I’m very proud to announce that our new catalogue is ready; you can find it online here. Now you know why it was so silent on these pages these last few weeks.. The first part of this sale will be dedicated to the Laprugne collection (comprising 78 lots), and the second section will present objects from various owners. Now at the vanguard of the auction season, Christie’s’ African and Oceanic Art department has shifted its auction calendar to coincide better with the rhythm of the market. Coinciding with the highly anticipated opening of the “Picasso Primitif” exhibition at the Musée du Quai Branly-Jacques Chirac, it surely will be worth a trip to Paris.
Built over several decades, the Laprugne collection spans all continents and is the lifework of Mr. and Mrs. Laprugne. Starting in the 1970s, Jean-Pierre Laprugne ran the Parisian gallery ‘Mazarine 52’, which specialized in African and Oceanic art. In his early twenties, abandoning his position as a teacher early on, Jean-Pierre Laprugne saw it as his life mission to save these works of art from oblivion and reveal their origins and artistic merits in his gallery. In a classical French tradition, he honed his knowledge through tireless visits to flea markets at dawn and a large network of amateurs which he also frequently met at Hotel Drouot. Over time, this would yield countless treasures. His gallery quickly became a popular meeting spot in the Saint-Germain quarter thanks to Jean-Pierre’s knowledge, open mind and good humor. He inspired a whole generation of likeminded collectors and dealers with his contagious passion. Through the years he was able to build up an exquisite private collection, discretely safeguarding the masterpieces he found for his private sanctuary. At the heart of his collection is a unique group of 7 Kota reliquary figures from Gabon, displaying the unique diversity these guardian figures can show. This exciting collection contains many more unseen and unpublished treasures never before on the market.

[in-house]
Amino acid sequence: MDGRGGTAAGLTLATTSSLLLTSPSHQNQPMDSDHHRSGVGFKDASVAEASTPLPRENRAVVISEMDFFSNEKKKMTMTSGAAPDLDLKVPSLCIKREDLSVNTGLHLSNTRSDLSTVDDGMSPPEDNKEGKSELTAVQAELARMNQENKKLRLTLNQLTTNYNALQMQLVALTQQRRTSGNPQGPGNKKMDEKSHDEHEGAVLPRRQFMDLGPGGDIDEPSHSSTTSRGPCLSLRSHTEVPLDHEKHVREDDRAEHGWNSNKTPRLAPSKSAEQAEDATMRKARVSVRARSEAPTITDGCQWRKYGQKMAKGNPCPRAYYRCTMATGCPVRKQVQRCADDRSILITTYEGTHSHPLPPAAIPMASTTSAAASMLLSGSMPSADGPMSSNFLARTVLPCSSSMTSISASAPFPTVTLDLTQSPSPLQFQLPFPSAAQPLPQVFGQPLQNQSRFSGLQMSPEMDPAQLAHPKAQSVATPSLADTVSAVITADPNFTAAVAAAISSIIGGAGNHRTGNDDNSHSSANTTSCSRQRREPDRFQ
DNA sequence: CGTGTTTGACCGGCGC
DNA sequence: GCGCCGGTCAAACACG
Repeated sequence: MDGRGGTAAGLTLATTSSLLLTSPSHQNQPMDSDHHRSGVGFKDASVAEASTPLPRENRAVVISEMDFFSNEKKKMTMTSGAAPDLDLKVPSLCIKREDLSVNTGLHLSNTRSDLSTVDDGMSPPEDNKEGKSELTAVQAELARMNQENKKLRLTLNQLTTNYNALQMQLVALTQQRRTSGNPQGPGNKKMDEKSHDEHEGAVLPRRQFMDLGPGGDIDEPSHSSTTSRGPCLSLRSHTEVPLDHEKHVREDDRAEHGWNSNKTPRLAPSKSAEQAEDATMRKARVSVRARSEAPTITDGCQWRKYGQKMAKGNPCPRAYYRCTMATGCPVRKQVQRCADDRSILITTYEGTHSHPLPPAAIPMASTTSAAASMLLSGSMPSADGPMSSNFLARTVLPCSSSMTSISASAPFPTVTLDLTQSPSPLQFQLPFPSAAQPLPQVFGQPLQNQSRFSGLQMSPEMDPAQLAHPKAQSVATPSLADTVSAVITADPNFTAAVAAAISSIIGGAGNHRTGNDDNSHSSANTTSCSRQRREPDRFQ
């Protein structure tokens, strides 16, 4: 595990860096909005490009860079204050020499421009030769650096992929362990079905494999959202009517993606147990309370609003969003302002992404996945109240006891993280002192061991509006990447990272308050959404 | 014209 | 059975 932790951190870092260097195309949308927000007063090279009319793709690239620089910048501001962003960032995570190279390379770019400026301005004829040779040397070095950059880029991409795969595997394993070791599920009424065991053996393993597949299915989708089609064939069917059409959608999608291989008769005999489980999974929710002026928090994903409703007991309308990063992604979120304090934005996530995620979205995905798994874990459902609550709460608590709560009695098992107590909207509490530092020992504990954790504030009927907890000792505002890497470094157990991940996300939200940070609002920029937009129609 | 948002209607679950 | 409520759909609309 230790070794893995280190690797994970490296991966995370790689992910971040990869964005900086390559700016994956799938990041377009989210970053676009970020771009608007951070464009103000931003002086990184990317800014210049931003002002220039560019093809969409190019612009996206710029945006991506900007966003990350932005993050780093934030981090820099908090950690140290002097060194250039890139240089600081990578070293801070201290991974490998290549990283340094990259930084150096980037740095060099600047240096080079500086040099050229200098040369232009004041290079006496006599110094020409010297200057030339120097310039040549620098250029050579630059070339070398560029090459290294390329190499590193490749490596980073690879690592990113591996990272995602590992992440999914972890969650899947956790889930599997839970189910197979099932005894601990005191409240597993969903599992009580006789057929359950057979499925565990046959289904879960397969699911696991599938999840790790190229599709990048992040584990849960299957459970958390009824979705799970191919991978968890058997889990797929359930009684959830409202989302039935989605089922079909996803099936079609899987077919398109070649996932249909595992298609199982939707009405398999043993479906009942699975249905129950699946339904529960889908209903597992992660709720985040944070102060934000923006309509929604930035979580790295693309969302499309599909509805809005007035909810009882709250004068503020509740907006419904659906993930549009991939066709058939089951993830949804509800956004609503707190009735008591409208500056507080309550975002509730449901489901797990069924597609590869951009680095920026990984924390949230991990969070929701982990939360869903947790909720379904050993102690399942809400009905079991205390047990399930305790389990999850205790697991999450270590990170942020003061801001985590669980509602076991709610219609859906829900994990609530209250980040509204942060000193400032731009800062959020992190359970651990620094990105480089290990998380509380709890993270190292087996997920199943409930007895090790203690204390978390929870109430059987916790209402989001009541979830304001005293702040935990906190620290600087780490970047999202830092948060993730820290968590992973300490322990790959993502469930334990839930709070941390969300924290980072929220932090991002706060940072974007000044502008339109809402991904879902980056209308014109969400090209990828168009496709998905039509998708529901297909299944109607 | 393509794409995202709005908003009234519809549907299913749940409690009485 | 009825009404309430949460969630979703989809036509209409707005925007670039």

The sale of the Laprugne collection continues into the various owners sale, including two dedicated sections. A first group of objects, all miniatures under 20 centimeters, demonstrates the virtuosity of African artists when sculpting small-scale objects. A second section presents a carefully selected group of African and Oceanic masks from the highest quality showing the incredible creativity in the reinvention of the human face. Amongst these masks, a rediscovered archaic Sepik River mask from Papua New Guinea which has remained in the same family since being acquired at the famous auction of the collection of André Lefèvre in 1965 (lot 96). With these focused selections we respond to the current market’s desire to explore categories in-depth. Normally considered in the context of a museum, this comparative approach represents a fresh perspective in the auction model to appeal to seasoned collectors and new audiences alike. Last but not least, and a bit hidden in the middle of the catalogue, is the iconic Dogon mask formerly in the collections of Rene Rasmussen and Gaston de Havenon – lot 82 (on which I will write more later).
A small selection of highlights (including the Dogon mask) will go on view this Thursday 16 March until Tuesday 21 March (daily from 10 am to 6pm).
The viewing days of the sale are:
Wednesday 29 March: 10am-6pm
Thursday 30 March: 10am-6pm
Friday 31 March: 10am-6pm
Saturday 1 April: 10am-6pm
Sunday 2 April: 2pm-6pm
Monday 3 April: 10am-6pm
Tuesday 4 April: 10am-1pm
The sale will take place on Tuesday April 4th at 4pm. Don’t hesitate to contact me for any more information, condition reports or additional pictures. Hope to see you in Paris!